The Nord Stream 2 pipeline is nearing completion despite all the best efforts by the U.S. to stop its construction, causing a rift between Washington and its largest European ally and the potential end of NATO.
The U.S. is starting to fret about the imminent completion of the Nord Stream 2 pipeline, the second of two underwater gas pipelines running from the Russian Baltic city of Ust-Luga to Greifswald, Germany, and has begun issuing informal threats of repercussions to companies who are backing the nearly-finished project.
According to unnamed sources, at least a dozen American officials from three separate departments held video conference calls with European contractors working on the pipeline, while U.S. Secretary of State, Mike Pompeo reportedly warned private European backers of “risk[ing] the consequences” of continuing their support for the key energy infrastructure project.
Several European energy concerns, such as France’s Engie, Germany’s Wintershall Dea and Uniper and Anglo-Dutch Royal Dutch Shell have indirect financial ties to the massive $11.7 billion-dollar underwater oil pipeline being constructed by Russia’s partially state-owned Gazprom, which will double Russia’s oil export capacity to Europe and seriously infringe on Atlanticist designs over the old continent.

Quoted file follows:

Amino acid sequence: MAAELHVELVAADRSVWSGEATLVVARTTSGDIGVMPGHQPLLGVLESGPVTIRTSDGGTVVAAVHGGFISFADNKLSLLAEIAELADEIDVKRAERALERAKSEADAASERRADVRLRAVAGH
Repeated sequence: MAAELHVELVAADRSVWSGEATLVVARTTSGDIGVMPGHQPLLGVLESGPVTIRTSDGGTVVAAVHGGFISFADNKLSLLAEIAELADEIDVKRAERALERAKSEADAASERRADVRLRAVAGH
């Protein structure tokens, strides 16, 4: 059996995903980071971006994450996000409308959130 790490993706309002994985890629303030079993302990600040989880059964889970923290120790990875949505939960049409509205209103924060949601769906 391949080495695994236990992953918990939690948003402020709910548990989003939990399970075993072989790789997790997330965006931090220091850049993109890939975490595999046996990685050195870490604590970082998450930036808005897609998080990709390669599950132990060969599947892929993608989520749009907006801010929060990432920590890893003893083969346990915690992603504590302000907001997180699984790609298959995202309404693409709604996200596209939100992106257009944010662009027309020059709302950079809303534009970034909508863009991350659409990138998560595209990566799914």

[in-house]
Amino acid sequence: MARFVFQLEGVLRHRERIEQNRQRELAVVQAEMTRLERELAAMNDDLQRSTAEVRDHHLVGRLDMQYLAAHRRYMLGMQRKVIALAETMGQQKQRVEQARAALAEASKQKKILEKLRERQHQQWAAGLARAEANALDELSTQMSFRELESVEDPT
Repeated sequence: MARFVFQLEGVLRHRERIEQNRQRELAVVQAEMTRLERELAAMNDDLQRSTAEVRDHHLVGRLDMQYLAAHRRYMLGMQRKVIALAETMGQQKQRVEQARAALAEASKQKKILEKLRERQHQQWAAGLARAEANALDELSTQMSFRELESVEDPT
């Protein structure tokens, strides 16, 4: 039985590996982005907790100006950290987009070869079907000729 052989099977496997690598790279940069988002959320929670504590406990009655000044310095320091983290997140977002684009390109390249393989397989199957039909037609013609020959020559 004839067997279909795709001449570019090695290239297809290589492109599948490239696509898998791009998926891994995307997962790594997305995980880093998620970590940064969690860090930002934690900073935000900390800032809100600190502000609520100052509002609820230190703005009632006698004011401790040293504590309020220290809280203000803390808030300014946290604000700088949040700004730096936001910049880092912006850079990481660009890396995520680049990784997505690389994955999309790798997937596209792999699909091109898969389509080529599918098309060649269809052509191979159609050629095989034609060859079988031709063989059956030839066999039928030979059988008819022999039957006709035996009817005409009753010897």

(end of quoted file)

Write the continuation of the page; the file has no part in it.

Only six percent of the 1,200-mile pipeline remains to be laid in Danish waters, which is stalled due to U.S. sanctions against the European contractors working on that particular stretch. However, Denmark has recently circumvented the sanctions by licensing different vessels, and construction is set to resume by September.
Gazprom CEO, Alexei Miller disregarded claims that U.S. sanctions would stop the project from being completed, and Russian President Vladimir Putin announced that the pipeline would be commissioned before the end of this year. The completion of the Russian pipeline would mean a practical end to the viability of American LNG exports to Europe; a fate the U.S. has been trying to avoid since the project’s beginning in 2012.
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